I was mayor of the city of Burlington, Vermont, in the 1980s, when the Soviet Union was our enemy. We established a sister city program with the Russian city of Yaroslavl, a program which still exists today. I will never forget seeing Russian boys and girls visiting Vermont, getting to know American kids, and becoming good friends. Hatred and wars are often based on fear and ignorance. The way to defeat this ignorance and diminish this fear is through meeting with others and understanding the way they see the world. Good foreign policy means building people to people relationships.  

We should welcome young people from all over the world and all walks of life to spend time with our kids in American classrooms, while our kids, from all income levels, do the same abroad.

Some in Washington continue to argue that “benevolent global hegemony” should be the goal of our foreign policy, that the U.S., by virtue of its extraordinary military power, should stand astride the world and reshape it to its liking. I would argue that the events of the past two decades – particularly the disastrous Iraq war and the instability and destruction it has brought to the region – have utterly discredited that vision.  
 
The goal is not for the United States to dominate the world. Nor, on the other hand, is our goal to withdraw from the international community and shirk our responsibilities under the banner of “America First.” Our goal should be global engagement based on partnership, rather than dominance. This is better for our security, better for global stability and better for facilitating the international cooperation necessary to meet shared challenges.
 
Here’s a truth that you don’t often hear about too often in the newspapers, on the television or in the halls of Congress. But it’s a truth we must face. Far too often, American intervention and the use of American military power has produced unintended consequences which have caused incalculable harm. Yes, it is reasonably easy to engineer the overthrow of a government. It is far harder, however, to know the long term impact that that action will have. Let me give you some examples: 

In 1953 the United States, on behalf of Western oil interests, supported the overthrow of Iran’s elected Prime Minister Mohammed Mossadegh, and the re-installation of the Shah of Iran, who led a corrupt, brutal and unpopular government. In 1979, the Shah was overthrown by revolutionaries led by Ayatollah Khomeini, and the Islamic Republic of Iran was created. What would Iran look like today if their democratic government had not been overthrown? What impact did that American-led coup have on the entire region? What consequences are we still living with today?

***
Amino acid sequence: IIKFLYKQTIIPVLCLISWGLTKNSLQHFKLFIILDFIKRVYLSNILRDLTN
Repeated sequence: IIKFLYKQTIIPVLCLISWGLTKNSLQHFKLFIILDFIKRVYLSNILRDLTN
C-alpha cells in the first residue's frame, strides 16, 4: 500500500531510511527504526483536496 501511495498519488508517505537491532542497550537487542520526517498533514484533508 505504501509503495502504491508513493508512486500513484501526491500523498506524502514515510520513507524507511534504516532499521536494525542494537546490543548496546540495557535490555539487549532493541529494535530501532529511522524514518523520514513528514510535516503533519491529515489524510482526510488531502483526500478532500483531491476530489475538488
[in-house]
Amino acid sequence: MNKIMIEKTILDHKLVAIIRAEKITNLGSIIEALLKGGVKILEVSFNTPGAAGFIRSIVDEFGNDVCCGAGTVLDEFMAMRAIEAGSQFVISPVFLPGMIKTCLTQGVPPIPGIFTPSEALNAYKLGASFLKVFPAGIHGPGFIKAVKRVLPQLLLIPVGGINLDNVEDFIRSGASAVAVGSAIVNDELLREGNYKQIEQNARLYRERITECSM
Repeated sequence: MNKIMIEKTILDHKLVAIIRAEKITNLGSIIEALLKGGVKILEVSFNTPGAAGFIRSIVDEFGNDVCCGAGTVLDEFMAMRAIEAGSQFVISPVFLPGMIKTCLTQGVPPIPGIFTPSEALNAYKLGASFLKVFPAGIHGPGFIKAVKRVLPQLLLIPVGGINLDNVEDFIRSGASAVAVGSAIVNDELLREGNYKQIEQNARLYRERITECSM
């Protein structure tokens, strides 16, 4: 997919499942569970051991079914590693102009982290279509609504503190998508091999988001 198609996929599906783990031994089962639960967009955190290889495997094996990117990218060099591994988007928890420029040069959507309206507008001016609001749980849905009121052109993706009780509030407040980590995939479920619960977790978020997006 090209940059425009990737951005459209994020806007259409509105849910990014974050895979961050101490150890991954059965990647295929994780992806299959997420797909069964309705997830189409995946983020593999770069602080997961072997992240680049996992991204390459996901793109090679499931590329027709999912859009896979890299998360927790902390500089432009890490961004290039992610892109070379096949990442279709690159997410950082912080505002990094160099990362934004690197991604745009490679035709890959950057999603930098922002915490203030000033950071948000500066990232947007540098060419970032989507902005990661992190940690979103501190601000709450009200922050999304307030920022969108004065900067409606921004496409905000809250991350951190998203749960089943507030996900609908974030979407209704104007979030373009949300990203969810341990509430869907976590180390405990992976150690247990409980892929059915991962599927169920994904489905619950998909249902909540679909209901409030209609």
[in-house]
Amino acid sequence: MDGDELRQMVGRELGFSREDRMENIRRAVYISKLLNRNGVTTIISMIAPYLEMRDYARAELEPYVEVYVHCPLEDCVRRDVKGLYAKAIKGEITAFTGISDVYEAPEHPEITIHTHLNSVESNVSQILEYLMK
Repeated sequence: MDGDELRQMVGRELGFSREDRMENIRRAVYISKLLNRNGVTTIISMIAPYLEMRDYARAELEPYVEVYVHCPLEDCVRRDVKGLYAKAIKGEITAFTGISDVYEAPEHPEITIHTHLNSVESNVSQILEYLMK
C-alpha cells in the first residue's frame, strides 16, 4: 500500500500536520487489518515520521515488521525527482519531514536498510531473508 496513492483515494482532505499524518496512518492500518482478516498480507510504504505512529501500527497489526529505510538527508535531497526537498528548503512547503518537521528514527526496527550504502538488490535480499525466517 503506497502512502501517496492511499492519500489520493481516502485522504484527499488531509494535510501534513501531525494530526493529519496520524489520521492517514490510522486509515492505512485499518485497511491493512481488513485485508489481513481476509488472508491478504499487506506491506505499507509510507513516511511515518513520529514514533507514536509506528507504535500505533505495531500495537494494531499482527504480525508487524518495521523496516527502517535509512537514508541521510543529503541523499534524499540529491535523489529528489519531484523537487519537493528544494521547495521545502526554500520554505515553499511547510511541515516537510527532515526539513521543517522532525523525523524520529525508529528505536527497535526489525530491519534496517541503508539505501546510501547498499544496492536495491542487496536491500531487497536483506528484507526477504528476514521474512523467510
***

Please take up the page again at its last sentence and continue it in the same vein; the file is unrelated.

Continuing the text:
In 1973, the United States supported the coup against the democratically elected president of Chile Salvador Allende which was led by General Augusto Pinochet. The result was almost 20 years of authoritarian military rule and the disappearance and torture of thousands of Chileans – and the intensification of anti-Americanism in Latin America.

Elsewhere in Latin America, the logic of the Cold War led the United States to support murderous regimes in El Salvador and Guatemala, which resulted in brutal and long-lasting civil wars that killed hundreds of thousands of innocent men, women and children.  

In Vietnam, based on a discredited “domino theory,” the United States replaced the French in intervening in a civil war, which resulted in the deaths of millions of Vietnamese in support of a corrupt, repressive South Vietnamese government. We must never forget that over 58,000 thousand Americans also died in that war.

More recently, in Iraq, based on a similarly mistaken analysis of the threat posed by Saddam Hussein’s regime, the United States invaded and occupied a country in the heart of the Middle East. In doing so, we upended the regional order of the Middle East and unleashed forces across the region and the world that we’ll be dealing with for decades to come.

These are just a few examples of American foreign policy and interventionism which proved to be counter-productive.  

Now let me give you an example of an incredibly bold and ambitious American initiative which proved to be enormously successful in which not one bullet was fired – something that we must learn from.

Shortly after Churchill was right here in Westminster College, the United States developed an extremely radical foreign policy initiative called the Marshall Plan. 

Think about it for a moment: historically, when countries won terrible wars, they exacted retribution on the vanquished. But in 1948, the United States government did something absolutely unprecedented. 

After losing hundreds of thousands of soldiers in the most brutal war in history to defeat the barbarity of Nazi Germany and Japanese imperialism, the government of the United States decided not to punish and humiliate the losers. Rather, we helped rebuild their economies, spending the equivalent of $130 billion just to reconstruct Western Europe after World War II. We also provided them support to reconstruct democratic societies.  

That program was an amazing success. Today Germany, the country of the Holocaust, the country of Hitler’s dictatorship, is now a strong democracy and the economic engine of Europe. Despite centuries of hostility, there has not been a major European war since World War II. That is an extraordinary foreign policy success that we have every right to be very proud of.

Unfortunately, today we still have examples of the United States supporting policies that I believe will come back to haunt us. One is the ongoing Saudi war in Yemen.